NCDOT’s Complete Streets Policy is part of a national movement. The Complete Streets Act of 2009 (S.B 584 and H.R. 1443) was adopted in recognition of the significant influence that street design has on safety, environmental integrity, public health, economic vitality and community livability. The bill directs state Departments of Transportation and Metropolitan Planning Organizations to adopt policies that support inclusive and innovative transportation planning policies and apply these policies to future federally funded transportation projects. As a result of this legislation, state and local Complete Streets policies are emerging.
Complete Streets is North Carolina’s approach to interdependent, multi-modal transportation networks that safely accommodate access and travel for all users.
B. Policy Statement
Transportation, quality of life, and economic development are all undeniably connected through well-planned, well-designed, and context sensitive transportation solutions. To NCDOT, the designations “well-planned’, “well-designed” and “context-sensitive” imply that transportation is an integral part of a comprehensive network that safely supports the needs of the communities and the traveling public that are served.
The North Carolina Department of Transportation, in its role as stewards over the transportation infrastructure, is committed to:
- providing an efficient multi-modal transportation network in North Carolina such that the access, mobility, and safety needs of motorists, transit users, bicyclists, and pedestrians of all ages and abilities are safely accommodated;
- caring for the built and natural environments by promoting sustainable development practices that minimize impacts on natural resources, historic, businesses, residents, scenic and other community values, while also recognizing that transportation improvements have significant potential to contribute to local, regional, and statewide quality of life and economic development objectives;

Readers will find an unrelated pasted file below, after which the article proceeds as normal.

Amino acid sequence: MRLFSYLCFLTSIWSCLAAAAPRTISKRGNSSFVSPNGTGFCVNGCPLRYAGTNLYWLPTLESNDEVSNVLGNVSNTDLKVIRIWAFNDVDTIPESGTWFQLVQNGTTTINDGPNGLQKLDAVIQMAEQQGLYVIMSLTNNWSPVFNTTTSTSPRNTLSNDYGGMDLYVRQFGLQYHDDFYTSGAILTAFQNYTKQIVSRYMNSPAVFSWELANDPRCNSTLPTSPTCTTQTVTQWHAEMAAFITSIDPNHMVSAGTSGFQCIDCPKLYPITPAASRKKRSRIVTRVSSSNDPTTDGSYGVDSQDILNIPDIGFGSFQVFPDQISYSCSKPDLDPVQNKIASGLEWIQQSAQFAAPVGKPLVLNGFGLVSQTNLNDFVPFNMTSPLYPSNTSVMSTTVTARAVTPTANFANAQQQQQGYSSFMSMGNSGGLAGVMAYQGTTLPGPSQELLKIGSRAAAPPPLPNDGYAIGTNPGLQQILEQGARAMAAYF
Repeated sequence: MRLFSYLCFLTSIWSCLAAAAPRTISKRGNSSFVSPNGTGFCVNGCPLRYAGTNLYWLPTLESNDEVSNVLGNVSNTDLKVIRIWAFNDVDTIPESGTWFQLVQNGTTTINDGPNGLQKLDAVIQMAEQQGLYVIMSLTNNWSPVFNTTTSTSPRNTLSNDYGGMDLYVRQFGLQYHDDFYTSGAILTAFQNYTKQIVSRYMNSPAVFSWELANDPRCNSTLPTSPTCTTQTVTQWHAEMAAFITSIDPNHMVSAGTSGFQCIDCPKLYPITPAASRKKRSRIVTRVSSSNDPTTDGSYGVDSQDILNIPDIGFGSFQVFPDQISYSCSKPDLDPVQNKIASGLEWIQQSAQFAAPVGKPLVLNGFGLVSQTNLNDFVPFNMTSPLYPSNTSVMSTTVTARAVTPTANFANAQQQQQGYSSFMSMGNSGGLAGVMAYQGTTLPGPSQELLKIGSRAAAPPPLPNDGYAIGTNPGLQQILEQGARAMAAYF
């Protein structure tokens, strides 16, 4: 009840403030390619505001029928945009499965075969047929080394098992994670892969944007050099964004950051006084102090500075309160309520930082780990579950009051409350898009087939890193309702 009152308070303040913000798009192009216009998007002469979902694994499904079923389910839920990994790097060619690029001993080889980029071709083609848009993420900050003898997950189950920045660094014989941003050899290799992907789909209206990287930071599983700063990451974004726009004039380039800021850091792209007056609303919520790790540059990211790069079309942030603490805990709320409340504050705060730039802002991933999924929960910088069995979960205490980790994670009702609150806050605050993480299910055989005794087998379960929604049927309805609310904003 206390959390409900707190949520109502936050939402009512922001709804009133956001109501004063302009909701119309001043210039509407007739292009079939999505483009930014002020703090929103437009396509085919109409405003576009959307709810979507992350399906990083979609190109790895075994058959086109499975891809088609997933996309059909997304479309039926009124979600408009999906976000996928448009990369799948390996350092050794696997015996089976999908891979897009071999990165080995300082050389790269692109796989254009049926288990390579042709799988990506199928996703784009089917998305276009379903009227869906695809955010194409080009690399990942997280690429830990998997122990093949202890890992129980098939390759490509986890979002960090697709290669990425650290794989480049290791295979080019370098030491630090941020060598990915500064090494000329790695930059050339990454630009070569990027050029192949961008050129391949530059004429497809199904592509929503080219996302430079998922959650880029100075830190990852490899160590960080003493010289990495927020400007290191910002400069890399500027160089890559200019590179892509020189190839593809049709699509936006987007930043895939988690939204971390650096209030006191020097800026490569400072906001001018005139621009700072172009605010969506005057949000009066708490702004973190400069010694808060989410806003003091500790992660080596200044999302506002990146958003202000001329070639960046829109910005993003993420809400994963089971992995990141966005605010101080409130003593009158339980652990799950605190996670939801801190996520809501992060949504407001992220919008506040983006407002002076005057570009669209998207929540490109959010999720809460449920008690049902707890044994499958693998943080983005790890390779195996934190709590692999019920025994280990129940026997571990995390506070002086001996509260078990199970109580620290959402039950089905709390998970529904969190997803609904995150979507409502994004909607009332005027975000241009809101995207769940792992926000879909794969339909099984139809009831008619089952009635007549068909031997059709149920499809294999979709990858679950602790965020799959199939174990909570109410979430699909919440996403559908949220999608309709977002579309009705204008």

- working in partnership with local government agencies, interest groups, and the public to plan, fund, design, construct, and manage complete street networks that sustain mobility while accommodating walking, biking, and transit opportunities safely.
This policy requires that NCDOT’s planners and designers will consider and incorporate multimodal alternatives in the design and improvement of all appropriate transportation projects within a growth area of a town or city unless exceptional circumstances exist. Routine maintenance projects may be excluded from this requirement if an appropriate source of funding is not available.
This policy sets forth the protocol for the development of transportation networks that encourage non-vehicular travel without compromising the safety, efficiency, or function of the facility. The purpose of this policy is to guide existing decision-making and design processes to ensure that all users are routinely considered during the planning, design, construction, funding and operation of North Carolina’s transportation network.
D. Scope and Applicability
This policy generally applies to facilities that exist in urban or suburban areas, however it does not necessarily exclude rural setting; and is viewed as a network that functions in an interdependent manner.
There are many factors that must be considered when defining the facility and the degree to which this policy applies, e.g., number of lanes, design speeds, intersection spacing, medians, curb parking, etc. Therefore, the applicability of this policy, as stated, should be construed as neither comprehensive nor conclusive. Each facility must be evaluated for proper applicability.
Notwithstanding the exceptions stated herein, all transportation facilities within a growth area of a town or city funded by or through NCDOT, and planned, designed, or constructed on state maintained facilities, must adhere to this policy.